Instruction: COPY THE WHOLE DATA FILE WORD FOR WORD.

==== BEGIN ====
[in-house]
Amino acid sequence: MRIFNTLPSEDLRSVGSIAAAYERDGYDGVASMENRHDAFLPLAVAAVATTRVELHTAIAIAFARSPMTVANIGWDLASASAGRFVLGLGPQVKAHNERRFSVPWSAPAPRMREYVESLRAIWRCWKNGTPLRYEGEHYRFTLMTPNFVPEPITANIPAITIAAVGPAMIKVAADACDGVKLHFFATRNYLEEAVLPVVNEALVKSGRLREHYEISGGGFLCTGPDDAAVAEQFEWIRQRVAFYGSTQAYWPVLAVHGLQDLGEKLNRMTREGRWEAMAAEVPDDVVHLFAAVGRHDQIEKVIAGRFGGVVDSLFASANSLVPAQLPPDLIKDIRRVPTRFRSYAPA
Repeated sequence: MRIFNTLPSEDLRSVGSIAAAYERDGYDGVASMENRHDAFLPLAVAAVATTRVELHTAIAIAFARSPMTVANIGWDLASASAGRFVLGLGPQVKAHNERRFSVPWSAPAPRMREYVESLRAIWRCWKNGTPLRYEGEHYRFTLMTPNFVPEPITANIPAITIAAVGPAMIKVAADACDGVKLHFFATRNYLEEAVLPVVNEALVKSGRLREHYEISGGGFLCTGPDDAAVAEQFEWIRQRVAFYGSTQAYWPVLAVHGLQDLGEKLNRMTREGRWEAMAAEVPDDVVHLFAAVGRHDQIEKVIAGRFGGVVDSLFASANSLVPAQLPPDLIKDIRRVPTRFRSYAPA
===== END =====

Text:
[in-house]
Amino acid sequence: MRIFNTLPSEDLRSVGSIAAAYERDGYDGVASMENRHDAFLPLAVAAVATTRVELHTAIAIAFARSPMTVANIGWDLASASAGRFVLGLGPQVKAHNERRFSVPWSAPAPRMREYVESLRAIWRCWKNGTPLRYEGEHYRFTLMTPNFVPEPITANIPAITIAAVGPAMIKVAADACDGVKLHFFATRNYLEEAVLPVVNEALVKSGRLREHYEISGGGFLCTGPDDAAVAEQFEWIRQRVAFYGSTQAYWPVLAVHGLQDLGEKLNRMTREGRWEAMAAEVPDDVVHLFAAVGRHDQIEKVIAGRFGGVVDSLFASANSLVPAQLPPDLIKDIRRVPTRFRSYAPA
Repeated sequence: MRIFNTLPSEDLRSVGSIAAAYERDGYDGVASMENRHDAFLPLAVAAVATTRVELHTAIAIAFARSPMTVANIGWDLASASAGRFVLGLGPQVKAHNERRFSVPWSAPAPRMREYVESLRAIWRCWKNGTPLRYEGEHYRFTLMTPNFVPEPITANIPAITIAAVGPAMIKVAADACDGVKLHFFATRNYLEEAVLPVVNEALVKSGRLREHYEISGGGFLCTGPDDAAVAEQFEWIRQRVAFYGSTQAYWPVLAVHGLQDLGEKLNRMTREGRWEAMAAEVPDDVVHLFAAVGRHDQIEKVIAGRFGGVVDSLFASANSLVPAQLPPDLIKDIRRVPTRFRSYAPA